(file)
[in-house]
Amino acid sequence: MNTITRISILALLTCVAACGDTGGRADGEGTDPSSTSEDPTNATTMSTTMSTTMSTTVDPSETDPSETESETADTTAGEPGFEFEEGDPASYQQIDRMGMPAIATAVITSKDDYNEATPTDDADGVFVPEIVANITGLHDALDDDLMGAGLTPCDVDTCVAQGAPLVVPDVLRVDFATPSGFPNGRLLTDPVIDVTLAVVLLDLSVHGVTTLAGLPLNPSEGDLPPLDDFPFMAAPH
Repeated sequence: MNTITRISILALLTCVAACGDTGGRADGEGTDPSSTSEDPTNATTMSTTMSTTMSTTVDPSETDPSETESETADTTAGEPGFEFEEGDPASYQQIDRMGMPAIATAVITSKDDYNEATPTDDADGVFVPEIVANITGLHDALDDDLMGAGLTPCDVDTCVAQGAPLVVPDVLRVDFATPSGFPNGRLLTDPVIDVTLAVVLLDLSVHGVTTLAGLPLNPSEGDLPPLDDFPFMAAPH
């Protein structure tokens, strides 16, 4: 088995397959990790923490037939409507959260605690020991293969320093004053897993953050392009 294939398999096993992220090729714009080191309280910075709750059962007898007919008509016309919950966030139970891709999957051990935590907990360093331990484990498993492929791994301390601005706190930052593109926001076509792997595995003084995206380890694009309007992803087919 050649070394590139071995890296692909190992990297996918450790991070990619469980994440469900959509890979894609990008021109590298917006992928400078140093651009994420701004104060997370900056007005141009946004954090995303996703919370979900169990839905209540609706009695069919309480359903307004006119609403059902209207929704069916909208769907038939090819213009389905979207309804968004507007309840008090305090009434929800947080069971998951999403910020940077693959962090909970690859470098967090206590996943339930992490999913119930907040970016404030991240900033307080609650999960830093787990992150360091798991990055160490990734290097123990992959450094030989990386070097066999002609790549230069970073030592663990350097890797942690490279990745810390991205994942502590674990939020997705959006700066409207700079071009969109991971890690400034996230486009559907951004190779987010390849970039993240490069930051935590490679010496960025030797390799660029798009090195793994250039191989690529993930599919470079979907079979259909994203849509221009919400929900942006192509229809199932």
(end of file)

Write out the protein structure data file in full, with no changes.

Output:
[in-house]
Amino acid sequence: MNTITRISILALLTCVAACGDTGGRADGEGTDPSSTSEDPTNATTMSTTMSTTMSTTVDPSETDPSETESETADTTAGEPGFEFEEGDPASYQQIDRMGMPAIATAVITSKDDYNEATPTDDADGVFVPEIVANITGLHDALDDDLMGAGLTPCDVDTCVAQGAPLVVPDVLRVDFATPSGFPNGRLLTDPVIDVTLAVVLLDLSVHGVTTLAGLPLNPSEGDLPPLDDFPFMAAPH
Repeated sequence: MNTITRISILALLTCVAACGDTGGRADGEGTDPSSTSEDPTNATTMSTTMSTTMSTTVDPSETDPSETESETADTTAGEPGFEFEEGDPASYQQIDRMGMPAIATAVITSKDDYNEATPTDDADGVFVPEIVANITGLHDALDDDLMGAGLTPCDVDTCVAQGAPLVVPDVLRVDFATPSGFPNGRLLTDPVIDVTLAVVLLDLSVHGVTTLAGLPLNPSEGDLPPLDDFPFMAAPH
């Protein structure tokens, strides 16, 4: 088995397959990790923490037939409507959260605690020991293969320093004053897993953050392009 294939398999096993992220090729714009080191309280910075709750059962007898007919008509016309919950966030139970891709999957051990935590907990360093331990484990498993492929791994301390601005706190930052593109926001076509792997595995003084995206380890694009309007992803087919 050649070394590139071995890296692909190992990297996918450790991070990619469980994440469900959509890979894609990008021109590298917006992928400078140093651009994420701004104060997370900056007005141009946004954090995303996703919370979900169990839905209540609706009695069919309480359903307004006119609403059902209207929704069916909208769907038939090819213009389905979207309804968004507007309840008090305090009434929800947080069971998951999403910020940077693959962090909970690859470098967090206590996943339930992490999913119930907040970016404030991240900033307080609650999960830093787990992150360091798991990055160490990734290097123990992959450094030989990386070097066999002609790549230069970073030592663990350097890797942690490279990745810390991205994942502590674990939020997705959006700066409207700079071009969109991971890690400034996230486009559907951004190779987010390849970039993240490069930051935590490679010496960025030797390799660029798009090195793994250039191989690529993930599919470079979907079979259909994203849509221009919400929900942006192509229809199932």